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36 F3d 1104 United States v. Wade

36 F.3d 1104

UNITED STATES of America, Plaintiff-Appellee,
v.
Allen Lorne WADE, Defendant-Appellant.

No. 94-10012.

United States Court of Appeals, Ninth Circuit.

Submitted Sept. 14, 1994.*
Decided Sept. 19, 1994.

NOTICE: Ninth Circuit Rule 36-3 provides that dispositions other than opinions or orders designated for publication are not precedential and should not be cited except when relevant under the doctrines of law of the case, res judicata, or collateral estoppel.

Before: BROWNING, WRIGHT, and CANBY, Circuit Judges.

1

MEMORANDUM**

2

Allen Lorne Wade pleaded guilty to three counts of violating 18 U.S.C. Sec. 922(g)(1). He appeals only his sentence, which was an upward departure from the Guidelines. We vacate the sentence and remand for resentencing.

3

Wade, a felon with an escalating history of violence, walked into a bar wearing a holstered .44 magnum. He was also a passenger in a car where police found a loaded shotgun and a stolen semi-automatic pistol. Judge Pro imposed three concurrent sentences of 78 months followed by three years of supervised release, running consecutive to a state life sentence for second degree murder.

4

Although we review de novo the district court's legal authority to depart from the guidelines, United States v. Lira-Barraza, 941 F.2d 745, 746 (9th Cir.1991) (en banc), and for clear error its findings of fact, id. at 747, we need not reach these issues. The district court failed to explain why the extent of its departure was reasonable. See United States v. Quintero, 21 F.3d 885, 893 (9th Cir.1994).1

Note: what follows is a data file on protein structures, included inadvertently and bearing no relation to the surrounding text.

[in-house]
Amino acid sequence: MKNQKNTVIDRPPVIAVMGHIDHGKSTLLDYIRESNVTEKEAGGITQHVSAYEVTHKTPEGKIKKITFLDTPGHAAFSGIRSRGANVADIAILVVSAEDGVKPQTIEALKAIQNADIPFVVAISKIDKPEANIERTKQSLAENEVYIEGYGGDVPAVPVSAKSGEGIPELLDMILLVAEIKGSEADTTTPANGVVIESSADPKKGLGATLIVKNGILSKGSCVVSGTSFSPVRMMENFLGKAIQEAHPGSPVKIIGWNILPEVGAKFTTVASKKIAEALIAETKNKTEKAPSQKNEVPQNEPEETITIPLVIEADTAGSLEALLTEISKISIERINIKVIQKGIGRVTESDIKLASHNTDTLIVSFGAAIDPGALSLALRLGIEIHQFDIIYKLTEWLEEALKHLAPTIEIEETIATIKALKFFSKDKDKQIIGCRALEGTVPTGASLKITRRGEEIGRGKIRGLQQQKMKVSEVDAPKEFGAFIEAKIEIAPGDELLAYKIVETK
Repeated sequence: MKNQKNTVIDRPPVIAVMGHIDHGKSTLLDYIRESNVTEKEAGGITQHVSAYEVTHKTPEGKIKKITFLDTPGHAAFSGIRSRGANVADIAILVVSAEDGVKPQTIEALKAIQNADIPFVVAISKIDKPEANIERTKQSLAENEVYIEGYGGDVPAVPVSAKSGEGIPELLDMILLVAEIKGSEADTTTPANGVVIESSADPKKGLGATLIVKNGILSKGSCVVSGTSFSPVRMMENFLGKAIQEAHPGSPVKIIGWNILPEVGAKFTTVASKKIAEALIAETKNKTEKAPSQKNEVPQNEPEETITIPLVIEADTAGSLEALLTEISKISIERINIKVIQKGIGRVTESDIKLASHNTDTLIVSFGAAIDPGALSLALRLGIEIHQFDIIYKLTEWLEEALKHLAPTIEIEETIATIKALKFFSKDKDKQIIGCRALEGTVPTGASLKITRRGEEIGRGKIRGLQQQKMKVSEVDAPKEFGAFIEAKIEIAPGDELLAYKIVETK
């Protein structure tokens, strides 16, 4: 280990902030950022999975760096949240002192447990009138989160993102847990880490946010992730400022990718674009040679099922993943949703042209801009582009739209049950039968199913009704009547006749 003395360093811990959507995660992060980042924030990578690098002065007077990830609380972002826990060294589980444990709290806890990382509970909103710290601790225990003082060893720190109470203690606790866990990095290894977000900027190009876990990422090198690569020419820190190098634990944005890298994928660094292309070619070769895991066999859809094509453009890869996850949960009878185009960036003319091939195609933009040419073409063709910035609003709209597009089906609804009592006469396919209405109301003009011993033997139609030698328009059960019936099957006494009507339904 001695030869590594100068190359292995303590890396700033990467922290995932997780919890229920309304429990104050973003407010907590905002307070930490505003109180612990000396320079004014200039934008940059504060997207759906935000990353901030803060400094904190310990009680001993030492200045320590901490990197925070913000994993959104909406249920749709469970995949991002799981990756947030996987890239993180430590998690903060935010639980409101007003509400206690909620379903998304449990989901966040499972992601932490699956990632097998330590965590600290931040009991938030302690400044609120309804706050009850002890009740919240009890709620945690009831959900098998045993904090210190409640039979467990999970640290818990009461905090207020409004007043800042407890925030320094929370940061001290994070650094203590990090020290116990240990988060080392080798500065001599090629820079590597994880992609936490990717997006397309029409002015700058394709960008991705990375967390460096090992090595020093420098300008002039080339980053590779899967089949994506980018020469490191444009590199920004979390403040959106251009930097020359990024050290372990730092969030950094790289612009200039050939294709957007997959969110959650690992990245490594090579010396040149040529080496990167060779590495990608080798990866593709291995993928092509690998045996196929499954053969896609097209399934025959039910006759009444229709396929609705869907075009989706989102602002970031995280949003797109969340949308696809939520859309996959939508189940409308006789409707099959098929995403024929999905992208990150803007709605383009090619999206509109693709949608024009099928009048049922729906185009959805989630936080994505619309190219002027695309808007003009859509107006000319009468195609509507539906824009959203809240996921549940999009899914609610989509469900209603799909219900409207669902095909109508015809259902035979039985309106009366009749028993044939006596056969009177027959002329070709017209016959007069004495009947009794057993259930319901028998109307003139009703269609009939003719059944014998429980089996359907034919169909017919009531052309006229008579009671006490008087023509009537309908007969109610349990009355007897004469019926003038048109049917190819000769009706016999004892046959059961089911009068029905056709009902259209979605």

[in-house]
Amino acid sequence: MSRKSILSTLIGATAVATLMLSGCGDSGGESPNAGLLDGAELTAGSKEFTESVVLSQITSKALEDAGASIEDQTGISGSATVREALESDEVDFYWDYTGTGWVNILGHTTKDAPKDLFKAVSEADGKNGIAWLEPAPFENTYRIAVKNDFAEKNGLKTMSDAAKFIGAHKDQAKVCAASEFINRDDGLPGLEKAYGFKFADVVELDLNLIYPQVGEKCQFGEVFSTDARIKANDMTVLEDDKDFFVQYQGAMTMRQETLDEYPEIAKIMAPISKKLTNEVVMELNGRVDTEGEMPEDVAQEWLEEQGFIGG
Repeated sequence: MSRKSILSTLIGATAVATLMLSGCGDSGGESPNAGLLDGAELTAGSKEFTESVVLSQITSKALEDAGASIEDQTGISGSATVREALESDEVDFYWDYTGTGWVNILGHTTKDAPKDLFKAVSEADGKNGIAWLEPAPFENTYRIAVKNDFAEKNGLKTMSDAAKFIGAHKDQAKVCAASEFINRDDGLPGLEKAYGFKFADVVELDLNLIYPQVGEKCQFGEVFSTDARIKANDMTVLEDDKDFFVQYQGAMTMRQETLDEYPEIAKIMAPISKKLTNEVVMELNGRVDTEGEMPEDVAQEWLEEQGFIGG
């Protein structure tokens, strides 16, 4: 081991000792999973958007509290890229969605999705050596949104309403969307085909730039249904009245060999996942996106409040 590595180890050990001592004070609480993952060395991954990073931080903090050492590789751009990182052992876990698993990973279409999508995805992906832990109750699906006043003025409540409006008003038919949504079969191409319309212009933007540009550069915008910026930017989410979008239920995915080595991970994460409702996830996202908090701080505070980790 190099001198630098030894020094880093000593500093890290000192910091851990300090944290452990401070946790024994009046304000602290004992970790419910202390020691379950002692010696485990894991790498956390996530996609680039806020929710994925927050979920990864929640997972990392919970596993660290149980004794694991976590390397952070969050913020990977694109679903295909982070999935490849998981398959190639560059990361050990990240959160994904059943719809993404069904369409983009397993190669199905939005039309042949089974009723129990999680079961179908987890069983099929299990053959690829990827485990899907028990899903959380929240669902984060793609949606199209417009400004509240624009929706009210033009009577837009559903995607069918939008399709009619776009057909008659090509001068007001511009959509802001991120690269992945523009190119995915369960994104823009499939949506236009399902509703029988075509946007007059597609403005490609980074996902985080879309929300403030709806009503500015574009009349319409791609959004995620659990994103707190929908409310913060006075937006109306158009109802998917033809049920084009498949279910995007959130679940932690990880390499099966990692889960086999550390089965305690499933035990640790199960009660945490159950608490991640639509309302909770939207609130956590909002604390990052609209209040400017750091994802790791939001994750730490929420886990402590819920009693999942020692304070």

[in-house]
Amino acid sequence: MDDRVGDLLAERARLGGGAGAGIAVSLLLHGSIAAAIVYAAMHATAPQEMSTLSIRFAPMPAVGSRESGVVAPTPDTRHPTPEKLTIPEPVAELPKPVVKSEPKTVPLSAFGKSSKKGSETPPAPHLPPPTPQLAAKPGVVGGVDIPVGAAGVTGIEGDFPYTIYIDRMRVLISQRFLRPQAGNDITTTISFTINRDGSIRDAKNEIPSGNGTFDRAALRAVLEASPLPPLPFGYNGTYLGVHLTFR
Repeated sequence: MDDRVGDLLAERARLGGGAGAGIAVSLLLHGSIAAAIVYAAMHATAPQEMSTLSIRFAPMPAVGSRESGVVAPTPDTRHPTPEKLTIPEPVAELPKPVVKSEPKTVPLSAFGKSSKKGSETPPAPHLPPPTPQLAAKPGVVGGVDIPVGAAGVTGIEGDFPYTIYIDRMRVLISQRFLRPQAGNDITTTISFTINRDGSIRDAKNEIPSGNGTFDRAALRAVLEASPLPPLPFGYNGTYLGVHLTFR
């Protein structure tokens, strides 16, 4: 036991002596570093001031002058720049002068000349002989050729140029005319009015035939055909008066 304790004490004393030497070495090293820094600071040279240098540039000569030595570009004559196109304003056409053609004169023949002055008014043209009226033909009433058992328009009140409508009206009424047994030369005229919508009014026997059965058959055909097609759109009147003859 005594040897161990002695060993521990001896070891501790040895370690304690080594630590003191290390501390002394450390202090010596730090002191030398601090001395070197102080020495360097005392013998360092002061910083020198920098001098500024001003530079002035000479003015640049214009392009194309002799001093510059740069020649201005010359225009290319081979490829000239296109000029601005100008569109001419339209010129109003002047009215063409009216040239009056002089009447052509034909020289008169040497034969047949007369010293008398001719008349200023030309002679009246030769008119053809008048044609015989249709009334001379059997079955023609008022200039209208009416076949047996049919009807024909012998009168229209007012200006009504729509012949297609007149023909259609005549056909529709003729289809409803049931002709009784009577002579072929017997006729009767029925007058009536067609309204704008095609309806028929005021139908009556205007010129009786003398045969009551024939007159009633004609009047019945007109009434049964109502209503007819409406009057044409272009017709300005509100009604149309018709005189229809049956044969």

5

The undisputed facts in the corrected presentence report show Wade's numerous convictions (many involving firearms) plus other offenses not calculated into his criminal history. Judge Pro said only that Wade's vast and violent criminal history, plus the seriousness and repetitiveness of his crimes, made him a threat to public welfare and warranted departure. He increased Wade's felon-in-possession offense level from 12 to 20 by analogizing it to robbery as recommended by the presentence report.

6

The presentence report adopted by the district court did not specify how it arrived at the robbery analogy. And Judge Pro's generalized indictment of Wade's criminality was not an articulation of specific reasons why an eight-level upward departure was reasonable. Nor did he indicate how the Guidelines inadequately factored Wade's circumstances, only that it did. We therefore vacate the sentence and remand for resentencing.

7

VACATED and REMANDED.

*

The panel unanimously finds this case suitable for decision without oral argument. Fed.R.App.P. 34(a); Ninth Circuit Rule 34-4

**

This disposition is not appropriate for publication and may not be cited to or by the courts of this circuit except as provided by Ninth Circuit Rule 36-3

1

We require the district court to give a detailed explanation of "the reasons [for] ... a particular sentence, analogizing to other Guidelines provisions," Quintero, 21 F.3d at 894 ( quoting United States v. Hicks, 997 F.2d 594, 599 (9th Cir.1993)), with the "extent of the departure founded on the structure, standards and policies of the Act and the Guidelines." Lira-Barraza, 941 F.2d at 751. We consider only those reasons articulated by the district court and will not scour the record looking for justifications. United States v. Carrillo-Alvarez, 3 F.3d 316, 324 (9th Cir.1993)